Subtitled: "Abbi and Ilana take on the desert".
The excursion I most looked forward to during my time in Dubai was a desert safari I booked in advance. It would provide an opportunity to interact with the natural environment of the region as well as give me a break from the frustration of trying to get around the city. This was only my third day in, but Dubai's lack of being pedestrian friendly made me regret booking a two-week stay. It increasingly seemed a great place for a short layover while enroute somewhere else, rather than a destination in its own right.
My friend and I were picked up at our hotel by a portly fellow from south India. In his van were several other tourists from the Netherlands and eastern Europe. I got comfortable in the front passenger seat.
"You will all enjoy your day." the driver proclaimed as he turned onto the freeway. "There will be dune-bashing, camels – lots of camels – shisha, mehndi, bellydancing ... and the most delicious feast you will ever experience. Lots of food. So much food! You will come in looking flat like her and leave looking like me."
He gestured in my direction. I wasn't sure if I should be insulted or not. The adjective he used, after all, was "flat" and not "thin". And his bosom did, upon closer inspection, appear bigger than mine. After turning his attention to my friend, and repeatedly commenting on her "strong" nose (which is near perfect), I decided that there was definitely something lost in translation.
After about an hour's drive, we took a sharp left into the sands of the desert. There was no road marker – heck, there was no road. We just started driving in the sand until we met up with an all-black SUV that appeared to be waiting for us.
"This is a very special day." our driver stated before explaining that the SUV in question belonged to a member of the royal family of Sharjah. As if on cue, they – a "Sheikh" and two women that I presumed were his wives – exited the vehicle and proceeded to take selfies of each other, smiling and laughing as though we were on Hollywood Blvd and not literally the middle of a fuckin' desert.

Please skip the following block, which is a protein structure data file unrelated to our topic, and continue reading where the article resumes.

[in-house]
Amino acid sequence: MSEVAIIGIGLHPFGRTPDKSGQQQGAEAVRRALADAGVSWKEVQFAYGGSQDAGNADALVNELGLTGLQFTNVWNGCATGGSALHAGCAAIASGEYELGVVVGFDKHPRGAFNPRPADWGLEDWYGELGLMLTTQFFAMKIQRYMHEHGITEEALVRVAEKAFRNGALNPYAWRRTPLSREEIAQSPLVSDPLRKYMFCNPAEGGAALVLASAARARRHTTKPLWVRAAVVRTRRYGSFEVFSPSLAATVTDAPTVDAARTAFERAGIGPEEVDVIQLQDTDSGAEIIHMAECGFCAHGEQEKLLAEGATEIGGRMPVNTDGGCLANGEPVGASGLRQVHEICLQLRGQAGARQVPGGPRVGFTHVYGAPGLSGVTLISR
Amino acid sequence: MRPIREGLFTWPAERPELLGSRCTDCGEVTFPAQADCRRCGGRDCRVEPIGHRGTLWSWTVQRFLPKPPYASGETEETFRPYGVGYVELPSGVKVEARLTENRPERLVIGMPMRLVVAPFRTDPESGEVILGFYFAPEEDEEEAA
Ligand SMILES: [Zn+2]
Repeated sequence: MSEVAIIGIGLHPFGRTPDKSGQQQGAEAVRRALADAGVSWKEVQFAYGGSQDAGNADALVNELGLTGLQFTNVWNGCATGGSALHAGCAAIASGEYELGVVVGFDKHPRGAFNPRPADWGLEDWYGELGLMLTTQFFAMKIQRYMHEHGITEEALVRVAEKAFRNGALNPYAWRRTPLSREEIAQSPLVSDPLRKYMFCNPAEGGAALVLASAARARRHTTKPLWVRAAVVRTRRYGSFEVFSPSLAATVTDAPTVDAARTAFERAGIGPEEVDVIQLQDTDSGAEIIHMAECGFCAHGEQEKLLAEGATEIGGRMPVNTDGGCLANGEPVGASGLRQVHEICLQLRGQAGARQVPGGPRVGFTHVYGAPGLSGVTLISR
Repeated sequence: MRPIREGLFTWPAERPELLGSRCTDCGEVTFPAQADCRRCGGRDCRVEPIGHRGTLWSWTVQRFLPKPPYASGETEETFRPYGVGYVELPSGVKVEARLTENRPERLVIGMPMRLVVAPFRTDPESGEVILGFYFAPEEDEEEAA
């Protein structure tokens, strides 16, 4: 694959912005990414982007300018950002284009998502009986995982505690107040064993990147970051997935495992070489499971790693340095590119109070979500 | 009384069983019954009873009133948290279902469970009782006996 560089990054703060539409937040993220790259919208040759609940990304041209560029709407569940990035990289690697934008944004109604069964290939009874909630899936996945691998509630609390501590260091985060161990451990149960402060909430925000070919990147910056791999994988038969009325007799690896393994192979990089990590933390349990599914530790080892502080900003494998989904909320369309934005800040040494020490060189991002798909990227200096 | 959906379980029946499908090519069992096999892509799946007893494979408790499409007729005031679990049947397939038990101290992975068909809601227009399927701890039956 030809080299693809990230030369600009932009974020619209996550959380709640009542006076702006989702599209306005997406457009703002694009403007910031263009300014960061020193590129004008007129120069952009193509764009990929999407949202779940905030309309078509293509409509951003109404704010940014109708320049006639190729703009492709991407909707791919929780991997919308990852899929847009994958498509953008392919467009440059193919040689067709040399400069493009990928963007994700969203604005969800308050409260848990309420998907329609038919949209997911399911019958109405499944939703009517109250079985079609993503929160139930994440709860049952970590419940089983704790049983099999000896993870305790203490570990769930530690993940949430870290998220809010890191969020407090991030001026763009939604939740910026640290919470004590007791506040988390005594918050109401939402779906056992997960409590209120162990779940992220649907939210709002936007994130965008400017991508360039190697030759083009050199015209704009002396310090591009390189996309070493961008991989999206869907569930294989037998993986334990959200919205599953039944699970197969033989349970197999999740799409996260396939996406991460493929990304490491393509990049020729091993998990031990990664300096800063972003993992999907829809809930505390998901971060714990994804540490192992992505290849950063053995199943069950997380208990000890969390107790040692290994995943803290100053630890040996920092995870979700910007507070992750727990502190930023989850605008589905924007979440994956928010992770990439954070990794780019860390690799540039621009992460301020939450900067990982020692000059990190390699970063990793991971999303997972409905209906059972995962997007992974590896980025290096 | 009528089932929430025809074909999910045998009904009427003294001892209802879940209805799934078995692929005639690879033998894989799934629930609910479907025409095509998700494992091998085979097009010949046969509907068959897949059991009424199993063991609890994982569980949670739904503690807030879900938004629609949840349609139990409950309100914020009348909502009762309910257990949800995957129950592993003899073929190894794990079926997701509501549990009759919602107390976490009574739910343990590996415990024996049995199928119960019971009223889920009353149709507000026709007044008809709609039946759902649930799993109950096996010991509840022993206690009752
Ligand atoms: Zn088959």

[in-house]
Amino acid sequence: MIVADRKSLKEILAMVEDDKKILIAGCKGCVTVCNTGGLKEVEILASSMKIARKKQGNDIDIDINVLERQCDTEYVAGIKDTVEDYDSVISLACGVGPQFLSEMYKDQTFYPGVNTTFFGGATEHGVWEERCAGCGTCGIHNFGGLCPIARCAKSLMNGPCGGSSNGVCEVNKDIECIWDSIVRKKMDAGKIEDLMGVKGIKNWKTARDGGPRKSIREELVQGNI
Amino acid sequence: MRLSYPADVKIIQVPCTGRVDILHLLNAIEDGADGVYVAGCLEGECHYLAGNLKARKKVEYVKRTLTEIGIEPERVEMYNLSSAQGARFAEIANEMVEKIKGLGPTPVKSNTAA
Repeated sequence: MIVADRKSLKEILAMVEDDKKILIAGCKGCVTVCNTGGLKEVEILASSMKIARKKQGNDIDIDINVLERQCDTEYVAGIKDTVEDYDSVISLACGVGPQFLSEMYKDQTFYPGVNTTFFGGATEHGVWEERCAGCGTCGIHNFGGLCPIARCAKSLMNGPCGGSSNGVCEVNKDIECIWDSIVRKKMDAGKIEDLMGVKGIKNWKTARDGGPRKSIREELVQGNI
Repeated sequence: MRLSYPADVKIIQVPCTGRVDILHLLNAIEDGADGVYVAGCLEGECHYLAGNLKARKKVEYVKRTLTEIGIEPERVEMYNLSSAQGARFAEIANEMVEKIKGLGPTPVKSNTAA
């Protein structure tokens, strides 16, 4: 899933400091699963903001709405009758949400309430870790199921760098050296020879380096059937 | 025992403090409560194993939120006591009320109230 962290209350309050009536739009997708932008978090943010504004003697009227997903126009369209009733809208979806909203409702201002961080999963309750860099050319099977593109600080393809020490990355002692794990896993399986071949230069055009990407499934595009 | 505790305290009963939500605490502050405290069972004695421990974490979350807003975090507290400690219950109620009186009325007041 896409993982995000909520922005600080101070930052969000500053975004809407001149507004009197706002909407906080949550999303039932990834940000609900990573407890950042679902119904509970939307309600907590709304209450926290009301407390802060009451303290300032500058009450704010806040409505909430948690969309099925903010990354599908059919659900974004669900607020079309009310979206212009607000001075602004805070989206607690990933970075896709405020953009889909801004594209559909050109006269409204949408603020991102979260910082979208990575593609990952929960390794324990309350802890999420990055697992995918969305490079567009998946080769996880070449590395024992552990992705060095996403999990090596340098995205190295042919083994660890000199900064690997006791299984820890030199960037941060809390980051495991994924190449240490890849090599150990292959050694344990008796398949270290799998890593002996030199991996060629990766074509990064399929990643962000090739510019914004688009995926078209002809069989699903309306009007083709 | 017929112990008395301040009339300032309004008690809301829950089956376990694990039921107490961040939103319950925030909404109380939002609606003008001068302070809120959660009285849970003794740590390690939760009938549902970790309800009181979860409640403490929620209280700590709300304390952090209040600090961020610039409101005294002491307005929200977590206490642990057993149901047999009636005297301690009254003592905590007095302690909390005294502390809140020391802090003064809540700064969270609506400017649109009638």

It was one of the most ridiculous things I have ever seen in my life.
Granted, there is a possibility that they were of wealth and power. Perhaps in the U.A.E., second cousins twice-removed are still in line for the throne. However, I couldn't get past my belief that anyone of any social standing in this country would want to spend an evening with a bunch of tourists more excited to visit a camel farm.
The rest of the day's events went as follows:
DUNEBASHING: This was actually more intense than I anticipated. It's basically 45-minutes of feeling like you are going to die in a rollover incident. Not for the faint of heart.
My friend is faint of heart.
While dunebashing, we came across some free-range camels wandering about and whatnot.
CAMEL FARM: We visited a camel farm where the animal is bred exclusively for racing, a major sport in the U.A.E.. There were hundreds of the animals on-site, with a few more docile in nature used to give rides to tourists (the dismount of which scared me more than the dunebashing, tbh).
Near the camel farm was our camp, where we could relax for a few hours and learn about traditional Bedouin culture. This included a falconry display, mehndi and smoking shisha, a glass-bottomed waterpipe in which flavoured tobacco is covered with foil and roasted with charcoal. Some reports compare it to smoking the equivalent of 200 cigarettes at once. I didn't feel anything, although, at this point of the day my friend and I were feeling naturally giddy.
The evening was capped with, as our driver promised, a very delicious feast under the stars.
I'm still "flat" though.
On the drive back to Dubai, I again sat in the passenger seat and conversed with our driver as everyone else nodded off in the back. After small talk about the day's events, we discussed our personal lives. I told him about my (now extended) year of adventure and how I was traveling the world in honour of my late father. He told me about losing his home and several family members in the Indian Ocean earthquake and tsunami of 2005, later moving to Dubai to earn enough income to send home and rebuild. As the conversation got heavy, he switched the topic to marriage, inquiring why my boyfriend hasn't proposed.
"Because I'm a loser." I replied.
The night was dark. Just absolute pitch-black over an expanse of seeming emptiness. And yet, at the side of the road, at this late hour, were groups of Emiratis who had parked their vehicles and started fires a few yards in from the highway. I asked the driver why they did this.
"This is how they get away from it all." he replied.